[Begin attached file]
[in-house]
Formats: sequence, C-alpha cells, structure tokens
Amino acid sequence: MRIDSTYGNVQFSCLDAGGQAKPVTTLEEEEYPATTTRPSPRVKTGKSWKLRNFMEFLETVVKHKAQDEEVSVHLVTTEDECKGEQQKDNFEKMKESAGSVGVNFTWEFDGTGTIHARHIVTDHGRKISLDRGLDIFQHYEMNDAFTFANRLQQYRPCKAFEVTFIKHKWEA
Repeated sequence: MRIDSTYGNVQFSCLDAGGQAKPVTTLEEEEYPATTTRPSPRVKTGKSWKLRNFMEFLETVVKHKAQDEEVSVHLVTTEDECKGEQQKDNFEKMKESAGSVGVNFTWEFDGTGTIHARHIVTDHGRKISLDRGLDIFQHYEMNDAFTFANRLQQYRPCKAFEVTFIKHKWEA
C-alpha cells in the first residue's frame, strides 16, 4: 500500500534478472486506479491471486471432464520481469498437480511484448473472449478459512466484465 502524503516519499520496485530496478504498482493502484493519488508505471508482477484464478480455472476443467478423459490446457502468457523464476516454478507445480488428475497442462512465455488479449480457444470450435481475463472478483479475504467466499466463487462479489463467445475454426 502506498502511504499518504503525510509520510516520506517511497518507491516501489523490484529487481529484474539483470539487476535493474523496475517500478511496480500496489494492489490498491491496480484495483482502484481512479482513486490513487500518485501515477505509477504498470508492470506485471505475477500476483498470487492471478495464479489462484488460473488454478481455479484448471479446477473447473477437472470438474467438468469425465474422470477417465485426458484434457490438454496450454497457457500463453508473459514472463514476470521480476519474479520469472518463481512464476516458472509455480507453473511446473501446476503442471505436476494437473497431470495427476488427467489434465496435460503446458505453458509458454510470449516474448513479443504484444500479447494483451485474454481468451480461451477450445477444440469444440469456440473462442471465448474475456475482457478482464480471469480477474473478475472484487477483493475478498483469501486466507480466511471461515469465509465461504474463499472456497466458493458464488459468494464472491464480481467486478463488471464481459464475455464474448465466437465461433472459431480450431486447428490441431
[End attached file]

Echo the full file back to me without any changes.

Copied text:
[in-house]
Formats: sequence, C-alpha cells, structure tokens
Amino acid sequence: MRIDSTYGNVQFSCLDAGGQAKPVTTLEEEEYPATTTRPSPRVKTGKSWKLRNFMEFLETVVKHKAQDEEVSVHLVTTEDECKGEQQKDNFEKMKESAGSVGVNFTWEFDGTGTIHARHIVTDHGRKISLDRGLDIFQHYEMNDAFTFANRLQQYRPCKAFEVTFIKHKWEA
Repeated sequence: MRIDSTYGNVQFSCLDAGGQAKPVTTLEEEEYPATTTRPSPRVKTGKSWKLRNFMEFLETVVKHKAQDEEVSVHLVTTEDECKGEQQKDNFEKMKESAGSVGVNFTWEFDGTGTIHARHIVTDHGRKISLDRGLDIFQHYEMNDAFTFANRLQQYRPCKAFEVTFIKHKWEA
C-alpha cells in the first residue's frame, strides 16, 4: 500500500534478472486506479491471486471432464520481469498437480511484448473472449478459512466484465 502524503516519499520496485530496478504498482493502484493519488508505471508482477484464478480455472476443467478423459490446457502468457523464476516454478507445480488428475497442462512465455488479449480457444470450435481475463472478483479475504467466499466463487462479489463467445475454426 502506498502511504499518504503525510509520510516520506517511497518507491516501489523490484529487481529484474539483470539487476535493474523496475517500478511496480500496489494492489490498491491496480484495483482502484481512479482513486490513487500518485501515477505509477504498470508492470506485471505475477500476483498470487492471478495464479489462484488460473488454478481455479484448471479446477473447473477437472470438474467438468469425465474422470477417465485426458484434457490438454496450454497457457500463453508473459514472463514476470521480476519474479520469472518463481512464476516458472509455480507453473511446473501446476503442471505436476494437473497431470495427476488427467489434465496435460503446458505453458509458454510470449516474448513479443504484444500479447494483451485474454481468451480461451477450445477444440469444440469456440473462442471465448474475456475482457478482464480471469480477474473478475472484487477483493475478498483469501486466507480466511471461515469465509465461504474463499472456497466458493458464488459468494464472491464480481467486478463488471464481459464475455464474448465466437465461433472459431480450431486447428490441431